UG/UMCG academics Peter de Jong, Ute Bultmann, René Veenstra, and their colleagues are involved in two of the seven Dutch academic consortia that will receive a total of €142.7 million for research purposes. This funding is provided in the framework of NWO research programme Gravitation. Minister Dijkgraaf (OCW) has made the funding available to academic consortia that conduct groundbreaking research and are among the best in their fields.
Peter de Jong, Professor of Experimental Psychopathology, and Ute Bultmann, Professor of Work and Health at the UMCG, together were one of the six applicants for the project Stress-in-Action: Advancing the Science of Stress by Moving the Lab to Daily Life. Behavioural scientists Bertus Jeronimus, Susanne Scheibe, and Laura Bringmann of the UG are also involved in this project.
Based on new knowledge and data, the academics participating in this project will develop methods to track and reduce stress in daily life. This could prevent the emergence of stress-related diseases. In total, the consortium will receive €19,600,000 for their research.
According to De Jong, the project will be successful ‘when, in 10 years' time, we will have developed clearly new insights into the real-time (hour by hour) emergence of stress. We can then use these insights for interventions in the daily life.’ In addition, he hopes ‘that we can help a number of young, talented colleagues to become successful academics’.
In the application for the research project ‘Growing Up Together in Society’ (GUTS), Professor of Sociology René Veenstra was one of the main applicants. The goal of this project is to discover how young people can grow up to be successful and contribute to the current and future society. Veenstra: ‘In this project, I am the leader of the research theme that investigates the influence of one’s social network. I would like to research whether young people select each other or, rather, influence each other based on the personal goals they hold, the motivation to stick to these goals, and their capacities to adjust these goals, if necessary.’
Veenstra hopes to achieve even more: ‘With GUTS, I expect that we will be training a new generation of researchers who are deeply rooted in various disciplines and, because of that, are able to push boundaries.’ This project has been awarded a total sum of €22,000,000.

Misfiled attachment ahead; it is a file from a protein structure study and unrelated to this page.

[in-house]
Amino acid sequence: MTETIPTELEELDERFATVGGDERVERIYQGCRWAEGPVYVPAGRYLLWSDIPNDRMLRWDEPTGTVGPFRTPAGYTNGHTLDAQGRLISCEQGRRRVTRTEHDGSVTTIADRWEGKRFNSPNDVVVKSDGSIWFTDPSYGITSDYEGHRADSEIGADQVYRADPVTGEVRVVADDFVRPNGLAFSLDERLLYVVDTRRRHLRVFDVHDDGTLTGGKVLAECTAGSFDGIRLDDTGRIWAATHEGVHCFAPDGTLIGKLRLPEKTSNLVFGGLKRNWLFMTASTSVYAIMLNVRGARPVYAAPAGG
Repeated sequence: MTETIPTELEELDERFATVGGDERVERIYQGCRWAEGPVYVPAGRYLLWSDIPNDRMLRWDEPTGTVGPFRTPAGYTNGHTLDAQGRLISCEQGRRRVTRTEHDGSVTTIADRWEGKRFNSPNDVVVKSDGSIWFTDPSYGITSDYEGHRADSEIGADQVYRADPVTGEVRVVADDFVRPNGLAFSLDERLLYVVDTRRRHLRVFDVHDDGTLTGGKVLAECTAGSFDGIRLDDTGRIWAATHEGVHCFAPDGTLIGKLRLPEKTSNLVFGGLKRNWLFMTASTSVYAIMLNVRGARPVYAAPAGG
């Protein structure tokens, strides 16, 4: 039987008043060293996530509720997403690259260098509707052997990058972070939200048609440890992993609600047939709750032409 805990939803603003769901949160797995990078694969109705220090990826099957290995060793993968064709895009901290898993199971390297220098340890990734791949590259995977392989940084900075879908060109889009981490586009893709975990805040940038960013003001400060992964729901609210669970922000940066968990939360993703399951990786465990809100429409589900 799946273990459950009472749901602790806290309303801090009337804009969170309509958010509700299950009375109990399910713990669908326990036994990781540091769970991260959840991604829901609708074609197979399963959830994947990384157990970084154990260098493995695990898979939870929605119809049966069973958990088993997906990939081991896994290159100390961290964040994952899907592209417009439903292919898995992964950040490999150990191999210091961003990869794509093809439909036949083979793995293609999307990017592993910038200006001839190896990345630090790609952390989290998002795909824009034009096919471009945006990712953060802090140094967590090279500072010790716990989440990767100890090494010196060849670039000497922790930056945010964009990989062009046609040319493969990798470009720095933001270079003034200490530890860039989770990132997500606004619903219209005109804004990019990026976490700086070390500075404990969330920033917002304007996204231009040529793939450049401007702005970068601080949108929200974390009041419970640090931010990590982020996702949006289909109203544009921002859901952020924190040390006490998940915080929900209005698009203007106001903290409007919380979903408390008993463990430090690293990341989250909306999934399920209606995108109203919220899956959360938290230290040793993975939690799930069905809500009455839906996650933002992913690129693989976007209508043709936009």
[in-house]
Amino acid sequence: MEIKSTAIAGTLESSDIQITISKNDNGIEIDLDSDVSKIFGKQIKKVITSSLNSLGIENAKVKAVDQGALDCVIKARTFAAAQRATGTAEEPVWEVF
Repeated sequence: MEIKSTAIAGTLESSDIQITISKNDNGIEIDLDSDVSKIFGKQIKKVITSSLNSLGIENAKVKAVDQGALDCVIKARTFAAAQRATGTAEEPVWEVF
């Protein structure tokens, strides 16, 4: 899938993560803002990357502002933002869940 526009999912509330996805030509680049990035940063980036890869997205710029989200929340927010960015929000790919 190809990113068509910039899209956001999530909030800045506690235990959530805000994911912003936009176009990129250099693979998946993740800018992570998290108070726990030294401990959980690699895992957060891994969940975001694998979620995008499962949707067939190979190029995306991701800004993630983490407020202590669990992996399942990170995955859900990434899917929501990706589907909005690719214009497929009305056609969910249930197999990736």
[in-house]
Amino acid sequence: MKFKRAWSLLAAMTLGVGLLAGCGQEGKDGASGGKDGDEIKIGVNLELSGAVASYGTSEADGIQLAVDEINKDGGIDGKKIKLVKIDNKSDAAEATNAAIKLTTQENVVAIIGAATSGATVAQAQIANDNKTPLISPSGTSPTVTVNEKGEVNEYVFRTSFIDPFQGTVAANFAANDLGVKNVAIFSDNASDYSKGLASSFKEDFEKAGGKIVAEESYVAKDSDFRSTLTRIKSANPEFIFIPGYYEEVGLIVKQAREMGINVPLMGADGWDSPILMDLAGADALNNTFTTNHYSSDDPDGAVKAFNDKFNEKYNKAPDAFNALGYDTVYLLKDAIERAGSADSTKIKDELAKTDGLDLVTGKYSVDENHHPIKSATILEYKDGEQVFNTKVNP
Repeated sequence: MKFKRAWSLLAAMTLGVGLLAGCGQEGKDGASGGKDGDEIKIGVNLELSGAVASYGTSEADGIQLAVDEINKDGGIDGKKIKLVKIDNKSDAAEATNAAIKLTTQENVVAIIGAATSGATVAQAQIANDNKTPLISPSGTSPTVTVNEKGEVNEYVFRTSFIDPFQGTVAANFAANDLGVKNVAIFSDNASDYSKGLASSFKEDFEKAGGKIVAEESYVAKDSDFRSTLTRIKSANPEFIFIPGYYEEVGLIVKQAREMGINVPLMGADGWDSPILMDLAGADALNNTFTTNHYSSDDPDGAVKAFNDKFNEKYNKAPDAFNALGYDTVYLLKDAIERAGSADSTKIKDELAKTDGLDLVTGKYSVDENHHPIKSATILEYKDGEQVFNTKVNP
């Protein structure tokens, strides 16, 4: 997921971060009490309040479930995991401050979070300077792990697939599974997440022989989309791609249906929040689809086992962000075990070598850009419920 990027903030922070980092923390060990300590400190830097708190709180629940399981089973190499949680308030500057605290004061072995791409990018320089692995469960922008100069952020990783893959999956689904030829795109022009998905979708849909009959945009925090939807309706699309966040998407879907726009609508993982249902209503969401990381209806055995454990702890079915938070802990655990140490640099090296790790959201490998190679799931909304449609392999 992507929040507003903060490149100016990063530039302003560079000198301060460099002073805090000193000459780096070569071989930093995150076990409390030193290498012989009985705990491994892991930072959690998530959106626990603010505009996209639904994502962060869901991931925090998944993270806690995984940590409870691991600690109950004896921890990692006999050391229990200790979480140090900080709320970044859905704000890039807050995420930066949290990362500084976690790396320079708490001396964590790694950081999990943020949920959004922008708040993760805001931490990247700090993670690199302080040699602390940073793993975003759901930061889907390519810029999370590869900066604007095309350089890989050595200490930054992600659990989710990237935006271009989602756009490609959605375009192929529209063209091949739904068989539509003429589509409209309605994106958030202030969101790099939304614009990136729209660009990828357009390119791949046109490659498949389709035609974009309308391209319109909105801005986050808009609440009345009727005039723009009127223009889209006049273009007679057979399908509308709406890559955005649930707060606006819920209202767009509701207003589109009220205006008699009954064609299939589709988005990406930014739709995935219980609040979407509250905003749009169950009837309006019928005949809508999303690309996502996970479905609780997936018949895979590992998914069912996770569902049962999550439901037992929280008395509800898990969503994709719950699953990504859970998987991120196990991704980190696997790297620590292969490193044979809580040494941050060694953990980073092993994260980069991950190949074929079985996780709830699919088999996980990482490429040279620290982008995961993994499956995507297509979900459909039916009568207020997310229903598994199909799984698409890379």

Bart van Wees, professor of Applied Physics, was one of the main applicants for QuMAT: Materials for the Quantum Age. This consortium led by Daniel Vanmaeckelbergh (Utrecht) will receive a total of €21,500,000.
There is a rapidly increasing demand for more powerful computers. The QuMAT consortium aims to develop new materials with stable quantum states. These new materials will make computing and current ways of processing information much more powerful and at the same time more energy efficient. In addition, stable quantum states that remain coherent under affordable conditions will make it possible to scale up powerful quantum computers.
From the UG, the Zernike Institute for Advanced Materials, Bart van Wees, Caspar van der Wal, Jagoda Slawinska, Marcos H.D. Guimarães, Justin Ye, and Petra Rudolf participate in the QuMAT consortium.
With the Gravitation programme, the government stimulates excellent research in the Netherlands. It is meant for academic consortia that have the potential to be among the very best internationally in their fields. The programme is financed by direct government funding. The selection procedure is carried out by NWO.
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